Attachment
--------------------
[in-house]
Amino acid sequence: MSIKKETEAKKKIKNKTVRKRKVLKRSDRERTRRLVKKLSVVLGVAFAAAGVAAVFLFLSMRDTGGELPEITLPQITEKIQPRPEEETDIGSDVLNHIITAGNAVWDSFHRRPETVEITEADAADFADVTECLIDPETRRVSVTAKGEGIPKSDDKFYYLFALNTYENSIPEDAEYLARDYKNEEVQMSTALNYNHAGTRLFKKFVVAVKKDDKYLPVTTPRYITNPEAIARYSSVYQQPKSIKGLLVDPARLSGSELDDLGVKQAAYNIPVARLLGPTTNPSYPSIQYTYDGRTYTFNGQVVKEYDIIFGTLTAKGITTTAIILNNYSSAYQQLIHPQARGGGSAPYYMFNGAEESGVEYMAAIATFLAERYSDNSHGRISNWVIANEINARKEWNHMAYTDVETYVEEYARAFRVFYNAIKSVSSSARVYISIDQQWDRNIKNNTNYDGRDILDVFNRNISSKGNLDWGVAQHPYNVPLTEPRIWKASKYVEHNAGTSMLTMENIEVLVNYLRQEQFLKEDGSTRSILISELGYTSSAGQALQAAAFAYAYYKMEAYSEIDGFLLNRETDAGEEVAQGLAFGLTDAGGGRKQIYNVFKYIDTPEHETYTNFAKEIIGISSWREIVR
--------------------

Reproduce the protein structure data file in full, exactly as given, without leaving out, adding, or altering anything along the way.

[in-house]
Amino acid sequence: MSIKKETEAKKKIKNKTVRKRKVLKRSDRERTRRLVKKLSVVLGVAFAAAGVAAVFLFLSMRDTGGELPEITLPQITEKIQPRPEEETDIGSDVLNHIITAGNAVWDSFHRRPETVEITEADAADFADVTECLIDPETRRVSVTAKGEGIPKSDDKFYYLFALNTYENSIPEDAEYLARDYKNEEVQMSTALNYNHAGTRLFKKFVVAVKKDDKYLPVTTPRYITNPEAIARYSSVYQQPKSIKGLLVDPARLSGSELDDLGVKQAAYNIPVARLLGPTTNPSYPSIQYTYDGRTYTFNGQVVKEYDIIFGTLTAKGITTTAIILNNYSSAYQQLIHPQARGGGSAPYYMFNGAEESGVEYMAAIATFLAERYSDNSHGRISNWVIANEINARKEWNHMAYTDVETYVEEYARAFRVFYNAIKSVSSSARVYISIDQQWDRNIKNNTNYDGRDILDVFNRNISSKGNLDWGVAQHPYNVPLTEPRIWKASKYVEHNAGTSMLTMENIEVLVNYLRQEQFLKEDGSTRSILISELGYTSSAGQALQAAAFAYAYYKMEAYSEIDGFLLNRETDAGEEVAQGLAFGLTDAGGGRKQIYNVFKYIDTPEHETYTNFAKEIIGISSWREIVR